Natural Community Systems -- Photo Guide

Moderate-gradient sandy-cobbly riverbank system

moderate-gradient sandy-cobbly riverbank system along the Pemigewasset River near Plymouth (photo by Ben Kimball for the NH Natural Heritage Bureau)
moderate-gradient sandy-cobbly riverbank system 
along the Pemigewasset River near Plymouth 
(photo by Ben Kimball)


Description:  This system is associated with moderate gradient, moderate to high-energy sections of major and minor rivers with frequent sand, gravel, and cobble bar deposits and coarse-textured riverbanks.  Ice and flood scour are important annual disturbances, producing sparse to moderate cover of herbs and shrubs on coarse substrates.  Thus the natural communities in this system on average are sparsely vegetated.  Rapids or riffle sections are common among the depositional bars.  Floodplain forests (primarily silver maple, sugar maple, and balsam fir types) are often adjacent to this riverbank system.  This system lacks extensive deposits of boulders and rock that are characteristic of high-gradient rocky riverbanks.  It has a higher abundance of coarse deposits (gravel to cobble) compared to low-gradient silty-sandy riverbanks.  This system includes extensive alder thickets on large northern streams or small rivers that are flooded at least annually but lack floodplain forests.  This system lacks well-developed emergent marsh vegetation found in low-gradient riverbank systems.

Diagnostic natural communities:

River channels and low riverbanks

   • Boulder - cobble river channel (S3)

   • Cobble - sand river channel (S3S4)

   • Mesic herbaceous river channel (S4)

   • Twisted sedge low riverbank (S3S4)

   • Willow low riverbank (S3)

   • Dwarf cherry river channel (S2)

   • Hudsonia - silverling river channel (S1)

   • Riverweed river rapid (S4)

Medium to high riverbanks and open floodplains

   • Herbaceous riverbank/floodplain (S2S4)

   • Bluejoint - goldenrod - virgin’s bower riverbank/floodplain (S3S4)

   • Alder alluvial shrubland (S3)

   • Alluvial mixed shrub thicket (S4)

   • Acidic riverbank outcrop (S3)

   • Circumneutral riverbank outcrop (S1)

   • Acidic riverside seep (S1)

   • Calcareous riverside seep (S1)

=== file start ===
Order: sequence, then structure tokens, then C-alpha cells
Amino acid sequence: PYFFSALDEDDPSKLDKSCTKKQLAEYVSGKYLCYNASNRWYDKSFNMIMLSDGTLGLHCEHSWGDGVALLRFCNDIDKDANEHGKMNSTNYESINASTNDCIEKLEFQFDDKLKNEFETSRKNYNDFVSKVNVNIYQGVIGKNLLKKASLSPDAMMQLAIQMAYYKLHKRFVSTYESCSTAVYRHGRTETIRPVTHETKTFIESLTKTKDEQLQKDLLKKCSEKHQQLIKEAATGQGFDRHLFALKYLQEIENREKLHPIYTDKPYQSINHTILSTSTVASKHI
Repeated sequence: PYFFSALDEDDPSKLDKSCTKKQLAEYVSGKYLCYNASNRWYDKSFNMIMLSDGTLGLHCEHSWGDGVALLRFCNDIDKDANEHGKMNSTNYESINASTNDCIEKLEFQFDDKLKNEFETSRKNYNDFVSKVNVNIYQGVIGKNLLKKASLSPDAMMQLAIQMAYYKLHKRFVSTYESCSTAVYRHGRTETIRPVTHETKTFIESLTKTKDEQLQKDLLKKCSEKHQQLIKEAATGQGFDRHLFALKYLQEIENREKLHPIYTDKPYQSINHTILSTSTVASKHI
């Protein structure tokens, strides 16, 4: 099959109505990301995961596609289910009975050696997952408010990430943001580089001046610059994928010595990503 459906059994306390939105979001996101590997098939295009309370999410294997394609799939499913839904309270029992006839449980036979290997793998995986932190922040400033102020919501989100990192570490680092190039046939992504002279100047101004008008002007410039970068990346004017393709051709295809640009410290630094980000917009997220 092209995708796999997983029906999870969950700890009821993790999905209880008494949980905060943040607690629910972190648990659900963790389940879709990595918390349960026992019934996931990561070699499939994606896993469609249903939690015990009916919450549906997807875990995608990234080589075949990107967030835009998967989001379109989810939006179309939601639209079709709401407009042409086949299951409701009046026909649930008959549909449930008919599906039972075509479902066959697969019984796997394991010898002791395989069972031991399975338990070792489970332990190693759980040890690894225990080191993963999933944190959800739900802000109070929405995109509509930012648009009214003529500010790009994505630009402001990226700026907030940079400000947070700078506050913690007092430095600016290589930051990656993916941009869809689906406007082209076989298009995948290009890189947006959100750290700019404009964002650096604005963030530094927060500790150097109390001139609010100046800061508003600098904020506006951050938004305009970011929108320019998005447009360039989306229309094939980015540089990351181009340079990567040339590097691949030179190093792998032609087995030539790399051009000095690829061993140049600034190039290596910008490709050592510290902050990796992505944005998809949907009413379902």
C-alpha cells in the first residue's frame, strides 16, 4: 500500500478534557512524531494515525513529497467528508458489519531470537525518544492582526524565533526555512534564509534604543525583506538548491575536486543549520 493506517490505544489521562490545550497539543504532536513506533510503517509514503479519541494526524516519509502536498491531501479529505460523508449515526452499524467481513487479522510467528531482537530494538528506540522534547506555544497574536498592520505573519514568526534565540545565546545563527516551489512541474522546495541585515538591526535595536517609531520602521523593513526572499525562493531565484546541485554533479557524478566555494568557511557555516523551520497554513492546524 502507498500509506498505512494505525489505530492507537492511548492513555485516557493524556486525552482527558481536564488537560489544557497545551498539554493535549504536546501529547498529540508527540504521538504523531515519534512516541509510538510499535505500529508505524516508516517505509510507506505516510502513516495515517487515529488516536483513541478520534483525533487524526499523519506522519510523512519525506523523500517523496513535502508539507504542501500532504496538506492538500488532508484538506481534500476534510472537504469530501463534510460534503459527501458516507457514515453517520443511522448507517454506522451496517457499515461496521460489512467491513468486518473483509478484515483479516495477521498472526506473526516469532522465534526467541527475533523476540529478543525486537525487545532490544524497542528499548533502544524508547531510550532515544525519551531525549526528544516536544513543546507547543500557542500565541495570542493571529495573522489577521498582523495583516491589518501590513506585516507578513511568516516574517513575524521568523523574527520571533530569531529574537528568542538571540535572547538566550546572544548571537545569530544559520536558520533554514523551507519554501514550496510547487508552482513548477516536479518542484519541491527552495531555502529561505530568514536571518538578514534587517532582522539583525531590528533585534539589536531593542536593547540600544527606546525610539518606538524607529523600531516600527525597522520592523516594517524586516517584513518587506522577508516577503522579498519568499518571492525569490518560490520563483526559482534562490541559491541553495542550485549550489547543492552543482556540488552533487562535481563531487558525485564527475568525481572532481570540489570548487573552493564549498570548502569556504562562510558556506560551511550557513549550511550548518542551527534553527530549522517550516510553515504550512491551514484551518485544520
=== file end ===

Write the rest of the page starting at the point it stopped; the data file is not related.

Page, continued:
Landscape settings: river channels and riverbanks (below the bankful transition to floodplain) along moderate-gradient sections of rivers and large streams

Soils: primarily alluvial sand, gravel, and cobble; oligotrophic to moderately minerotrophic

Spatial pattern: large patch, extensive narrow-linear (typically 5+ m wide and up to miles long); linear zones parallel to riverbanks or patchy zonation corresponding to intermittent bar deposits

Physiognomy: sparse woodland, tall shrub, medium-height shrub, herbaceous, sparsely vegetated, aquatic

Distribution: broadly distributed throughout the state

Characteristic species:
Species diagnostic of this system (generally not found on low-gradient silty-sandy riverbanks):
      Prunus pumila var. susquehanae (dwarf cherry)
      Prunus pumila var. depressa (dwarf cherry)
      Schizachyrium scoparium (little bluestem)
      Andropogon gerardii (big bluestem)
      Vaccinium cespitosum (dwarf bilberry)
      Calamagrostis pickeringii (Pickering's reed bent-grass)
      Solidago randii (Rand’s goldenrod)
      Hudsonia tomentosa (hairy hudsonia)
      Paronychia argyrocoma var. albimontana (silverling)

Associated natural community systems This system is associated with all three floodplain systems or may occur without a well-developed forested floodplain along upper reaches of large mountain streams with annually flooded shrub floodplains.  Montane/near-boreal floodplain systems are almost always associated with this riverbank system (but not vice-versa).

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